Ascent of Mount Baird-North Peak on 1992-09-06
|Date:||Sunday, September 6, 1992|
|Ascent Type:||Successful Summit Attained|
|Peak:||Mount Baird-North Peak|
| Elevation:||9722 ft / 2963 m|
Ascent Trip ReportAfter breakfast in my car I left it right where it had been all night and took off up the Little Elk Trail towards Baird Peak. It was very cloudy and overcast out, and occasional light rain fell, but I had my Gore-Tex and wasn't about to let a little damp weather dissuade me. My goal was Mt. Baird, at 10,025 feet the highest mountain in the minor Snake River Range along the Wyoming-Idaho border. I had basically no map, only the description in my Guide to Exploring Idaho's Mountains book.
I hiked uphill for a good long time, passing some poor family that had camped out in tents during last night's continuous rain, and also some hunters, with bows and arrows and out to get elk. It was hard to tell how far up I was getting, since clouds and fog blocked the view above, and I was always thinking I had reached the crest of the range when in fact I was nowhere near it. Once above timberline the trail switchbacked aggressively through fields covered with small amounts of wet snow, and the occasional views down past fall foliage to the Palisades Reservoir below I had been seeing disappeared as I ascended into the fog.
After much longer than I had anticipated the trail started slabbing along just beneath the crest of the range, and I hiked through the snow and fog to make sure I had indeed arrived. I rested, and realized that Mt. Baird was not a good idea, since I couldn't even see which way to strike off, and my boots were getting wet in the snow. Therefore I started back down the trail towards the trailhead.
However, as I descended it started getting clearer and clearer. Although still very overcast, the ceiling lifted slowly to reveal Mt. Baird, a rounded peak, and a small cirque in front of it. There was even a faint side trail leading off into the cirque from a point on the main trail, and I followed that into the pleasant grass and forest floor of the cirque. From there, having lost the trail, I bushwhacked steeply uphill through snowy meadows to a sharp ridge that connected Mt. Baird with its north peak. The place on the ridge I had been at in the fog was on the far side of the north peak.
I could have followed the ridge up to Baird's summit, but I didn't for a number of reasons. It was getting late, the wet snow made hiking difficult, the weather might deteriorate at any time, and the summit ridge didn't look terribly easy. Instead, I decided to save face by at least climbing the north peak. So I followed the ridge, tackling a few tricky sections of talus and cliff, and found myself on the 9,722 foot high peaklet. It was cold, windy, and snowing/drizzling/raining a little bit, and I couldn't stay long, but the views weren't too bad. Mt. Baird itself was just under the clouds, but the Tetons were totally hidden by the weather.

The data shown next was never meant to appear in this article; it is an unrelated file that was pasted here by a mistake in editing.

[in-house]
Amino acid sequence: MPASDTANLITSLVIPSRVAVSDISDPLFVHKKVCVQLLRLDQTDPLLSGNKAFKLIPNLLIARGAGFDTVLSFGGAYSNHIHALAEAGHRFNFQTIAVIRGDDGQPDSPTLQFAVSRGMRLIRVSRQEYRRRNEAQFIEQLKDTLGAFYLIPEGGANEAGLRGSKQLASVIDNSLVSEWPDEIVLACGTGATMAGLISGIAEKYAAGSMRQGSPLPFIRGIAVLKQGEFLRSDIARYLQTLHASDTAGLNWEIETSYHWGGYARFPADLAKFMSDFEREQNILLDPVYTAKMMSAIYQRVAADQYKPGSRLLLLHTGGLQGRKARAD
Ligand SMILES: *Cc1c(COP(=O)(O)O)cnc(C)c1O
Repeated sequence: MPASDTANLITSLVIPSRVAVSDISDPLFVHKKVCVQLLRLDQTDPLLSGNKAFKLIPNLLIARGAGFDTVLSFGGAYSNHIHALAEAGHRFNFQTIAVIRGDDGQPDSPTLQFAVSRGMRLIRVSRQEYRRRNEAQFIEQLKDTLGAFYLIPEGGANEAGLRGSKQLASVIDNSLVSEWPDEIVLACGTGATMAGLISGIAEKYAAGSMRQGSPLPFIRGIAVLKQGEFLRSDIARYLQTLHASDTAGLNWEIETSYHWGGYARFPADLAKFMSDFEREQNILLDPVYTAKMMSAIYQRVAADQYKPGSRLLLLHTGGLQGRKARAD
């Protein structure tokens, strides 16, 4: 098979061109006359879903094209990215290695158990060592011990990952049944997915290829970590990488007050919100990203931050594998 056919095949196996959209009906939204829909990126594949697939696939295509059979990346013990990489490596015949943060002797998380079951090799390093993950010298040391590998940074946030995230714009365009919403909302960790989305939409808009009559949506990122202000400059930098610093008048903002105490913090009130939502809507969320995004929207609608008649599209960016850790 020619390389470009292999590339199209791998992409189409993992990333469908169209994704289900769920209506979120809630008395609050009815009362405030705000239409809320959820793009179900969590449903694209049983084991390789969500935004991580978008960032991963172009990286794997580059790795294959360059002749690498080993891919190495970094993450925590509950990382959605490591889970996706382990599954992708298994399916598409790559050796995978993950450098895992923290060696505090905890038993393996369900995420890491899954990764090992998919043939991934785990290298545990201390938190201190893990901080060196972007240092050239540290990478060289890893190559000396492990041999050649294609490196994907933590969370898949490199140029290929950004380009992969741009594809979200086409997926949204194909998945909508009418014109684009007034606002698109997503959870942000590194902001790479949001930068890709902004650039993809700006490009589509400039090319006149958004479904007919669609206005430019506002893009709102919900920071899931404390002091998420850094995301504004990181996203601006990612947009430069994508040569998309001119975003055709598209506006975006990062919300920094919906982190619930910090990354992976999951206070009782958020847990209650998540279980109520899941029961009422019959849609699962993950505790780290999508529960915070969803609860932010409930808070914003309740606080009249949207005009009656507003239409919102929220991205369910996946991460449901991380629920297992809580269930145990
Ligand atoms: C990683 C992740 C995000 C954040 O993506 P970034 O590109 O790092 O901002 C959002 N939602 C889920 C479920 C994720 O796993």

I descended the north peak of Mt. Baird off the other side, since I knew I could pick up the trail near where it gained the crest of the range. This ridge offered some steep sections, but nothing unexpected considering the trail-less wandering I was doing. I finally cut across the snow to the trail, noticing that most of it was melting away pretty quickly, and then just followed the trail all the way back down to my car. It never rained heavily as I went down, so I was able to dry out a bit when I avoided the drops from melting snow in the trees.
Even though I didn't get all the way to the top, this was a nice hike, allowing me to explore a little-known, out of the way Rocky Mountain range. I had climbed up over 3500 vertical feet, too, far from insubstantial.
|Summary Total Data|
| Elevation Gain:||3736 ft / 1139 m|
| Trailhead:||5986 ft / 1824 m|
| Route Conditions:||Snow on Ground|
|GPS Data for Ascent/Trip|
GPS Waypoints - Hover or click to see name and lat/long
Peaks: climbed and unclimbed by Greg Slayden
Click Here for a Full Screen Map
Note: GPS Tracks may not be accurate, and may not show the best route. Do not follow this route blindly. Conditions change frequently. Use of a GPS unit in the outdoors, even with a pre-loaded track, is no substitute for experience and good judgment. Peakbagger.com accepts NO resposibility or liability from use of this data.
Download this GPS track as a GPX file
This page has been served 902 times since 2005-01-15.
Questions/Comments/Corrections? See the Contact Page
Copyright © 1987-2014 by Peakbagger.com. All Rights Reserved.